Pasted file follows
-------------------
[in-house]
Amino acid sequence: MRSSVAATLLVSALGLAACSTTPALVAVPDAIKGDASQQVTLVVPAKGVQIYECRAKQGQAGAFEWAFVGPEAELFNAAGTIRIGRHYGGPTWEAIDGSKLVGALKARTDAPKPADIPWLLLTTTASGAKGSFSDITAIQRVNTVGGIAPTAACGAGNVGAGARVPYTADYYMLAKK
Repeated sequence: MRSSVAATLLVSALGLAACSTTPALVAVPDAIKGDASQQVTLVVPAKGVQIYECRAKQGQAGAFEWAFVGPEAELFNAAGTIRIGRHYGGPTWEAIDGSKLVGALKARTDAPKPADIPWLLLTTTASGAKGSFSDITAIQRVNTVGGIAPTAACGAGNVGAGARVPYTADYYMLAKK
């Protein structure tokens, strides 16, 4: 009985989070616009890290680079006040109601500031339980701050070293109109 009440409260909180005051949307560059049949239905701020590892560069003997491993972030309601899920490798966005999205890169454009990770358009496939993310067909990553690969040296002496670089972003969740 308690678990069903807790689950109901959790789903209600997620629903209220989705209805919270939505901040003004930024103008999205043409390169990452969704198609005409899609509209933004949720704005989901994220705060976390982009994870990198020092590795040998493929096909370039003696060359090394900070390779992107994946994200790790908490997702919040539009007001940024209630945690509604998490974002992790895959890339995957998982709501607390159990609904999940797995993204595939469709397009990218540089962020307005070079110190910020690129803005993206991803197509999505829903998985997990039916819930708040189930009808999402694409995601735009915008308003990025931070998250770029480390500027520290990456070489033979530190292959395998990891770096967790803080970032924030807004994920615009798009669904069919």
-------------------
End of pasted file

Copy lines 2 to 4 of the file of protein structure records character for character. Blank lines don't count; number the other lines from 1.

Amino acid sequence: MRSSVAATLLVSALGLAACSTTPALVAVPDAIKGDASQQVTLVVPAKGVQIYECRAKQGQAGAFEWAFVGPEAELFNAAGTIRIGRHYGGPTWEAIDGSKLVGALKARTDAPKPADIPWLLLTTTASGAKGSFSDITAIQRVNTVGGIAPTAACGAGNVGAGARVPYTADYYMLAKK
Repeated sequence: MRSSVAATLLVSALGLAACSTTPALVAVPDAIKGDASQQVTLVVPAKGVQIYECRAKQGQAGAFEWAFVGPEAELFNAAGTIRIGRHYGGPTWEAIDGSKLVGALKARTDAPKPADIPWLLLTTTASGAKGSFSDITAIQRVNTVGGIAPTAACGAGNVGAGARVPYTADYYMLAKK
């Protein structure tokens, strides 16, 4: 009985989070616009890290680079006040109601500031339980701050070293109109 009440409260909180005051949307560059049949239905701020590892560069003997491993972030309601899920490798966005999205890169454009990770358009496939993310067909990553690969040296002496670089972003969740 308690678990069903807790689950109901959790789903209600997620629903209220989705209805919270939505901040003004930024103008999205043409390169990452969704198609005409899609509209933004949720704005989901994220705060976390982009994870990198020092590795040998493929096909370039003696060359090394900070390779992107994946994200790790908490997702919040539009007001940024209630945690509604998490974002992790895959890339995957998982709501607390159990609904999940797995993204595939469709397009990218540089962020307005070079110190910020690129803005993206991803197509999505829903998985997990039916819930708040189930009808999402694409995601735009915008308003990025931070998250770029480390500027520290990456070489033979530190292959395998990891770096967790803080970032924030807004994920615009798009669904069919």